ONE OF THE FOREMOST sectional organizations was that of the New England amateurs. It overshadowed in many respects the Eastern and Western Associations, and its conventions often rivalled those of the National A.P.A., not only in number of delegates present, but in the interest and worth of its programs. It had the longest continued existence of any amateur organization except the National Association and the Hub Club.
It was organized on New Year’s Day, 1878, in the St. James Hotel, in Boston. The delegates numbered 37, representing every New England State but Vermont. Charles H. Fowle acted as temporary Chairman, Clarence B. Little, of Hanover, N. H., was elected its first President, and William E. Nicholls, of Haddam, Conn., Official Editor. Meetings were to be held semi-annually, the officers to be elected once a year. President Little evinced so little activity in Association affairs and in amateur journalism in general that his resignation was called for. As one amateur paraphrased Goldsmith, the members wanted “but Little, nor wanted that Little long.” At the next meeting in Worcester, July 2, Samuel W. Laurence, of Medford, Mass., editor of the Eastern Star, was unanimously made President in Little’s place.
At the next meeting, held in Lowell, a new constitution was adopted, providing for the publication of an official organ, to be known as the New England Amateur, to be in the charge of the Vice-Presidents, the First Vice-President to be Managing Editor. Clarence E. Stone, of Boston, a poet and story-writer, was elected President, and Leonard E. Tilden, of New Hampshire, editor of the Granite State Courier, was made First Vice-President, and therefore the first Official Editor.
The contest for the presidency the next year was lively, the candidates being Tilden and Dennie E. Sullivan, of Lowell, editor of the Index. Sullivan, elected by a small margin, did much to advance the success of the organization, increasing its membership to over 90. But William B. McCann, of Providence, R. I., editor of the Echo, chosen President in 1881, removed to the West almost immediately, and Association affairs were seriously neglected. The July meeting was omitted, and Miss Virginia J. Stephens, of Springfield, Mass., the Vice-President, issued the call for the Hartford meeting January 2, 1882. Ralph Metcalf, of Providence, then editor of a large paper called Pandora, was elected President.
At the Boston convention in January, 1883, there were two candidates for the presidency, Wilfred E. Griggs, of Waterbury, Conn., editor of Young America, and Willard O. Wylie, of Beverly, Mass., editor of Golden Moments. The advocates of Wylie were very largely in the majority, numbering 27 to their opponents’ five. Griggs himself was not present. However, the parliamentary rulings of President Metcalf kept the convention in continuous session for seven hours. He refused to allow any appeal to the convention, saying that his decisions were not rulings but only statements of fact. Finally, Herbert D. Smart, of Nashua, N. H., editor of the Granite State Echo, moved that the convention adjourn indefinitely, and it was so voted.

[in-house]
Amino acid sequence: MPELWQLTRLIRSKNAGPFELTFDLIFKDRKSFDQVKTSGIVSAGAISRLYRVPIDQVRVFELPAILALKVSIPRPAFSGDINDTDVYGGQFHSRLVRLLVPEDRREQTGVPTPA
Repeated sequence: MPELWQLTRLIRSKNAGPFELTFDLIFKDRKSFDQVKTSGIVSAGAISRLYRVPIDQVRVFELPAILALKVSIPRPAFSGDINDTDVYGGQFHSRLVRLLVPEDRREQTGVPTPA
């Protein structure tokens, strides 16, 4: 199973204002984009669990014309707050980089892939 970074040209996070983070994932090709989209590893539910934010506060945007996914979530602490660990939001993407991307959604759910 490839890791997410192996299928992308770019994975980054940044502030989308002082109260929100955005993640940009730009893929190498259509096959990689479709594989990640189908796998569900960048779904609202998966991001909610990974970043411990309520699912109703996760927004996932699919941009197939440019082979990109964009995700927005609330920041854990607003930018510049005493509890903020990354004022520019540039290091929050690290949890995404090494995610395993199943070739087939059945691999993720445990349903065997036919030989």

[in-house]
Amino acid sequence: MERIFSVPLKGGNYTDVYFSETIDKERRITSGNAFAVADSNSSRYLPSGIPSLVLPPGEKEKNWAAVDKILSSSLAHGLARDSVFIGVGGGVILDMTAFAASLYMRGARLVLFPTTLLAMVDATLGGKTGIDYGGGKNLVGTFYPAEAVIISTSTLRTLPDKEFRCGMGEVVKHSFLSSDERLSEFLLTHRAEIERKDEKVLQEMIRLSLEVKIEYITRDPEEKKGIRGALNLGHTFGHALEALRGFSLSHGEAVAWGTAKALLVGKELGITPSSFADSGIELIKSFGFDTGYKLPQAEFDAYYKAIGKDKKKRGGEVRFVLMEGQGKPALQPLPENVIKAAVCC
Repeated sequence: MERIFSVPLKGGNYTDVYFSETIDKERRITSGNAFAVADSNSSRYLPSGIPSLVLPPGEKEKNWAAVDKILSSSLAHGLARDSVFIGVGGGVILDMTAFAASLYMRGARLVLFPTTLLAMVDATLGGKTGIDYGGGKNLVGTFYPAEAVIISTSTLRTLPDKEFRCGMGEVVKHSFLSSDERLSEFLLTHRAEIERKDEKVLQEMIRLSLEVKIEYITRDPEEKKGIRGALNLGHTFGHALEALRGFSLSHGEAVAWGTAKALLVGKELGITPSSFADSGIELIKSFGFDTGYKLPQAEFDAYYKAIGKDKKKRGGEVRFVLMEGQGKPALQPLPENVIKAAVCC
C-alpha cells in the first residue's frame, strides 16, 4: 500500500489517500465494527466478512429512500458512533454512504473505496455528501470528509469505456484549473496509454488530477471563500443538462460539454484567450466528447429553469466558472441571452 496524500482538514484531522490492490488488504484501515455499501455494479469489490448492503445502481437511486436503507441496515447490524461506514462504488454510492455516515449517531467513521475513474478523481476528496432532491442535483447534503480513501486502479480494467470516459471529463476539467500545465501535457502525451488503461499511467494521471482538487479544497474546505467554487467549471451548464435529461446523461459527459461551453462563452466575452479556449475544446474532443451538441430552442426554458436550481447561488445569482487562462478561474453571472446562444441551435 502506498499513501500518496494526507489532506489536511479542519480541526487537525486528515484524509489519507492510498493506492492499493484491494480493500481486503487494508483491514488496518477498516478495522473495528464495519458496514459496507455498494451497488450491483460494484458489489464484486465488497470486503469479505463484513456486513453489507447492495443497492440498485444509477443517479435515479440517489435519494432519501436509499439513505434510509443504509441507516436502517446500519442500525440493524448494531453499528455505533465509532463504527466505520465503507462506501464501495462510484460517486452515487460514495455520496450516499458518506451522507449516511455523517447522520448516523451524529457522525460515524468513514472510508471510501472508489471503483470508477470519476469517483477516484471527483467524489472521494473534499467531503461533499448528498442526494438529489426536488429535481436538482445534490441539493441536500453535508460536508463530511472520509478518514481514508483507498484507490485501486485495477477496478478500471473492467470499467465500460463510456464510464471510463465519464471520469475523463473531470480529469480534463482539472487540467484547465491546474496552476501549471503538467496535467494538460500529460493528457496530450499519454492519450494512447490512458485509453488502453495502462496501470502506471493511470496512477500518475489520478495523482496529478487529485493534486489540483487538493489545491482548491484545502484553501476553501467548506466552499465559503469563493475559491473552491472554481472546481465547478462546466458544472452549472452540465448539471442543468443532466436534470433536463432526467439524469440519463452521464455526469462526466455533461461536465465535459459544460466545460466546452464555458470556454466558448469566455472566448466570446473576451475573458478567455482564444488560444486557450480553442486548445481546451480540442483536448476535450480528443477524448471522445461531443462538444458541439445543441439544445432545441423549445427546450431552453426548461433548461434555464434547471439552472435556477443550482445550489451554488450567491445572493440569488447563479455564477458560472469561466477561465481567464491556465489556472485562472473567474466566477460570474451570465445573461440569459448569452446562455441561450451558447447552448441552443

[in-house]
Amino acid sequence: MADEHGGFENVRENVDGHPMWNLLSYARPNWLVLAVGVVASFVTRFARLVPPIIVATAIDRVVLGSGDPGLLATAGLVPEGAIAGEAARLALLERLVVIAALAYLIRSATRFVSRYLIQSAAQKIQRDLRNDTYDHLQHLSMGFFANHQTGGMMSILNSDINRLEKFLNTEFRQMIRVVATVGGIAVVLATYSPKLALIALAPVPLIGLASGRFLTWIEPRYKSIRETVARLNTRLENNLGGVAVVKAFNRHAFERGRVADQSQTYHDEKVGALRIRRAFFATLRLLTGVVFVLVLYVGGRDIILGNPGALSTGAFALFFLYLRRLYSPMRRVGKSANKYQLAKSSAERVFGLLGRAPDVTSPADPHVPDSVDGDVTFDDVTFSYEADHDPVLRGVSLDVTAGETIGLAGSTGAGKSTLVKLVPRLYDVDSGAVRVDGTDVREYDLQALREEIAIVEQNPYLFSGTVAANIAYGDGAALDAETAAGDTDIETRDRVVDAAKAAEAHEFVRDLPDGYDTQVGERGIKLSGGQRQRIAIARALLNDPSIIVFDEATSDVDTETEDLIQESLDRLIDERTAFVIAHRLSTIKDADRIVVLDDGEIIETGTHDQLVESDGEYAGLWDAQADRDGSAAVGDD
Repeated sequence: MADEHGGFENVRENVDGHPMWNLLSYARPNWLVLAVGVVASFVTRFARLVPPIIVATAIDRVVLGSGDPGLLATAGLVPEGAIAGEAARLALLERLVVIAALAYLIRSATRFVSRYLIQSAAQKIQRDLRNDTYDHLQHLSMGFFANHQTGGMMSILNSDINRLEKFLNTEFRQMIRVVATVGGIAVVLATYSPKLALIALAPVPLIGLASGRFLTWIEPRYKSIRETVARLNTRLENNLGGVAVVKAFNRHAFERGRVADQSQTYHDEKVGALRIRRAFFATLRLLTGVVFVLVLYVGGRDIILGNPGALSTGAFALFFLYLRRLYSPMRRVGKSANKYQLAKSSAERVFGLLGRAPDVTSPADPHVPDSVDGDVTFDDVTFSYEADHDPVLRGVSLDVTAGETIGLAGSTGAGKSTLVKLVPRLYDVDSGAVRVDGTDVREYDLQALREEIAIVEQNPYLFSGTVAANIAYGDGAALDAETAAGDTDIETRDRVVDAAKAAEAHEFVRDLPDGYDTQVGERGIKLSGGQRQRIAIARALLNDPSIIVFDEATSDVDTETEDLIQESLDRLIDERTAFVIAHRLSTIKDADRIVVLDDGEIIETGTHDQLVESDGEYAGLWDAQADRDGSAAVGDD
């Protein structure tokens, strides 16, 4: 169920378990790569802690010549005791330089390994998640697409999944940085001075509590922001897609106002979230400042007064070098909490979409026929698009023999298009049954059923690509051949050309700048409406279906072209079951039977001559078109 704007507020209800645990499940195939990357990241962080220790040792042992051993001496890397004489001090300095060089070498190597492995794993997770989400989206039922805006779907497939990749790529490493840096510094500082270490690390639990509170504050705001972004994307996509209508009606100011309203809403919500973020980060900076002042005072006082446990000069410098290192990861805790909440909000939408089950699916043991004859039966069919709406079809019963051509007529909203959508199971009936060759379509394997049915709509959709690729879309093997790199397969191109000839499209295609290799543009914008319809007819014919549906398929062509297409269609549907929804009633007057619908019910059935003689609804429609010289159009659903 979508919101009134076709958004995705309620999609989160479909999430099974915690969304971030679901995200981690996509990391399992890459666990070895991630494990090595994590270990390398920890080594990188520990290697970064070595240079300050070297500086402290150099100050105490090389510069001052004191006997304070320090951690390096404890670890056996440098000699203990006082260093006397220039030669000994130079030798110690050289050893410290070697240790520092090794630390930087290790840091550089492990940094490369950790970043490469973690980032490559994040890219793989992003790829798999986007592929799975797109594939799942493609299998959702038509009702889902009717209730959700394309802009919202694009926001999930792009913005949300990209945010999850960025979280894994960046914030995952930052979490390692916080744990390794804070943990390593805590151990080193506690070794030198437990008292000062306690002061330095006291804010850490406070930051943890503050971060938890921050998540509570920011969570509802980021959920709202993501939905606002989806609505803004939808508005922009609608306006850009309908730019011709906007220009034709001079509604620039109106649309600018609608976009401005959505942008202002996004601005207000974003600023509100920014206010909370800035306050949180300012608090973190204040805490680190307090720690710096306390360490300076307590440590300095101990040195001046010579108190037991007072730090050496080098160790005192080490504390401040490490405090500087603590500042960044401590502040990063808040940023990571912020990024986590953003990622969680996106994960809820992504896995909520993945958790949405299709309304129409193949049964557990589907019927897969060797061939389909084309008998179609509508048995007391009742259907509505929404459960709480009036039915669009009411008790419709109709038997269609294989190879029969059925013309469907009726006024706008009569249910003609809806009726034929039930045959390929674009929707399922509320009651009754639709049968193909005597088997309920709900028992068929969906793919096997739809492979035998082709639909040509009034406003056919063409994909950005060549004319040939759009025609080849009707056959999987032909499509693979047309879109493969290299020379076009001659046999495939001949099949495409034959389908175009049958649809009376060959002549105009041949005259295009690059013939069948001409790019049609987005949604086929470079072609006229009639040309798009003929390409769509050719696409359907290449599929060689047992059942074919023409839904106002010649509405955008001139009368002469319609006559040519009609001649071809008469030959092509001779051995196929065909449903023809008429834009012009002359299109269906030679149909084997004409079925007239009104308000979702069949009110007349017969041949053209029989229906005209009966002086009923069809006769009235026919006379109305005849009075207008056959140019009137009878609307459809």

Next morning about 25 of the delegates met in the New Marlborough Hotel and organized the New England Amateur Press Association, electing Wylie President and Smart Vice-President. Theodore Bodenwein was made Treasurer, and Charles Heywood, Secretary. An adjourned meeting of the Griggs faction was held in Providence on February 8. It was slimly attended, but elected Smart President, As he was then serving as Managing Editor of the organ of the other Association he refused to accept the office, and little more was heard of this faction. The Association headed by Wylie held a special meeting on Washington’s Birthday, at Gardner, Mass., attended by about 20 members, and the organization was completed.
The meeting at Gardner on July 4 was one of the most successful and largely attended conventions of amateur journalists ever held, many visitors from outside New England being present. After a spirited contest Howard K. Sanderson, of Lynn, Mass., was elected President. Fifty-two votes were cast in convention. The gathering was the occasion of the re-uniting of all factions, the Metcalf organization being abandoned.
After 1888 the Association met annually. In 1889 Harriet C. Cox, of Abington, Mass., editor of Our Compliments, was elected President, the N.E.A.P.A. being the first Association, other than local, to place a young lady in the executive office. Conventions were held each year up to 1904. In January of that year, interest having subsided, it was voted to disband. With its immediate predecessor it held 37 conventions continuously from 1878 to 1904.
In 1934 a new organization of New England amateurs was effected under the name of the New England Amateur Press Club. It was organized by mail, David T. Meskill, Jr., of West Roxbury, Mass., editor of the Magic Carpet Magazine, being chosen President, and Edgar M. Hanson, of West Concord, N.H., editor of the Granite State News, being made Official Editor. The New England Amateur was issued as the official organ. The first convention was held in Boston, May 30, 1935. In 1936 Hanson was made President, and John T. Coolidge, of Boston, editor of Bay State Bugle, was made Official Editor. But soon afterward interest waned, and the Association died.